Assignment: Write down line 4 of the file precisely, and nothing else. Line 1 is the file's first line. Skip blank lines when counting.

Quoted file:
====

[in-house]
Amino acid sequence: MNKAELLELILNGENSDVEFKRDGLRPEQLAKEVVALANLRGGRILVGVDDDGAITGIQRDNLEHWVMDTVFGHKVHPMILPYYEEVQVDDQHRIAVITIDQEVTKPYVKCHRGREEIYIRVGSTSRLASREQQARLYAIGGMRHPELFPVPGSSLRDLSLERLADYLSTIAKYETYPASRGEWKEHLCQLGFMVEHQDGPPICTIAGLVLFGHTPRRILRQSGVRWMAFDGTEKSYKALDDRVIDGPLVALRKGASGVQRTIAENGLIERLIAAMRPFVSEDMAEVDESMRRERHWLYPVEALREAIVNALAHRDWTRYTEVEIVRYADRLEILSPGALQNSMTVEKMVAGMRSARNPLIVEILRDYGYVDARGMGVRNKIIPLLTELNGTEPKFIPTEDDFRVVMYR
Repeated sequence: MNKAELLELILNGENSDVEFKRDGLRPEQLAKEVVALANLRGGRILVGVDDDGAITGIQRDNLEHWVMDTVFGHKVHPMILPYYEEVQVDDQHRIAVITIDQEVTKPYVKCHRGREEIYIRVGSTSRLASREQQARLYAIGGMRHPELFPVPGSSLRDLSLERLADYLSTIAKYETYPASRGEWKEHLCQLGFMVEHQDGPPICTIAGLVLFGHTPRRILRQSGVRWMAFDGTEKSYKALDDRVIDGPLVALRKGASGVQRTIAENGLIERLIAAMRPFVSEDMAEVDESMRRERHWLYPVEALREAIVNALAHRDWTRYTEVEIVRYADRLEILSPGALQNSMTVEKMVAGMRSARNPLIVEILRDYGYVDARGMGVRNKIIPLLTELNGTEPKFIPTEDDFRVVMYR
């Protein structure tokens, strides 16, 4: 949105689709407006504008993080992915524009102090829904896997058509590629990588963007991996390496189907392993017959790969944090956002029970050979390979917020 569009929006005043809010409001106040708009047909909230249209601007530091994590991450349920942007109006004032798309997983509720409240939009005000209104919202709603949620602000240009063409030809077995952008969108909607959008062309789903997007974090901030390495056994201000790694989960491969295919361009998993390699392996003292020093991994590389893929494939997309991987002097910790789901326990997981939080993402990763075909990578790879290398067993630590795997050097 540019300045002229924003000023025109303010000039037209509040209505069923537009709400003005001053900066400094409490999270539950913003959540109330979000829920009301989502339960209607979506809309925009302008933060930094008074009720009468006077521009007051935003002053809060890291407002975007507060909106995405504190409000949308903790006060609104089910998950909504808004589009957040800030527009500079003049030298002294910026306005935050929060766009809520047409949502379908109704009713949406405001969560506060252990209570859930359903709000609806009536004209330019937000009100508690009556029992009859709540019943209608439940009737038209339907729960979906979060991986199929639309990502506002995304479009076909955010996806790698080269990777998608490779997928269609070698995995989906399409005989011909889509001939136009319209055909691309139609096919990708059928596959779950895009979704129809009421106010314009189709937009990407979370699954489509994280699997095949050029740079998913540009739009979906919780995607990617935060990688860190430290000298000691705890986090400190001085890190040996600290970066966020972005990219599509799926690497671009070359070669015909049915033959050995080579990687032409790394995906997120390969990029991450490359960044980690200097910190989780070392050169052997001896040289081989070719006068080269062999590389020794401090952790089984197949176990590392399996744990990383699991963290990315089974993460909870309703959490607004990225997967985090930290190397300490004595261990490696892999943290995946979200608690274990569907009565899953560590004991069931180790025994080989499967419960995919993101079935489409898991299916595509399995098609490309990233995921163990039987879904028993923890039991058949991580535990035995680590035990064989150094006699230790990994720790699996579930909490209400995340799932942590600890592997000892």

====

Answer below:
């Protein structure tokens, strides 16, 4: 949105689709407006504008993080992915524009102090829904896997058509590629990588963007991996390496189907392993017959790969944090956002029970050979390979917020 569009929006005043809010409001106040708009047909909230249209601007530091994590991450349920942007109006004032798309997983509720409240939009005000209104919202709603949620602000240009063409030809077995952008969108909607959008062309789903997007974090901030390495056994201000790694989960491969295919361009998993390699392996003292020093991994590389893929494939997309991987002097910790789901326990997981939080993402990763075909990578790879290398067993630590795997050097 540019300045002229924003000023025109303010000039037209509040209505069923537009709400003005001053900066400094409490999270539950913003959540109330979000829920009301989502339960209607979506809309925009302008933060930094008074009720009468006077521009007051935003002053809060890291407002975007507060909106995405504190409000949308903790006060609104089910998950909504808004589009957040800030527009500079003049030298002294910026306005935050929060766009809520047409949502379908109704009713949406405001969560506060252990209570859930359903709000609806009536004209330019937000009100508690009556029992009859709540019943209608439940009737038209339907729960979906979060991986199929639309990502506002995304479009076909955010996806790698080269990777998608490779997928269609070698995995989906399409005989011909889509001939136009319209055909691309139609096919990708059928596959779950895009979704129809009421106010314009189709937009990407979370699954489509994280699997095949050029740079998913540009739009979906919780995607990617935060990688860190430290000298000691705890986090400190001085890190040996600290970066966020972005990219599509799926690497671009070359070669015909049915033959050995080579990687032409790394995906997120390969990029991450490359960044980690200097910190989780070392050169052997001896040289081989070719006068080269062999590389020794401090952790089984197949176990590392399996744990990383699991963290990315089974993460909870309703959490607004990225997967985090930290190397300490004595261990490696892999943290995946979200608690274990569907009565899953560590004991069931180790025994080989499967419960995919993101079935489409898991299916595509399995098609490309990233995921163990039987879904028993923890039991058949991580535990035995680590035990064989150094006699230790990994720790699996579930909490209400995340799932942590600890592997000892």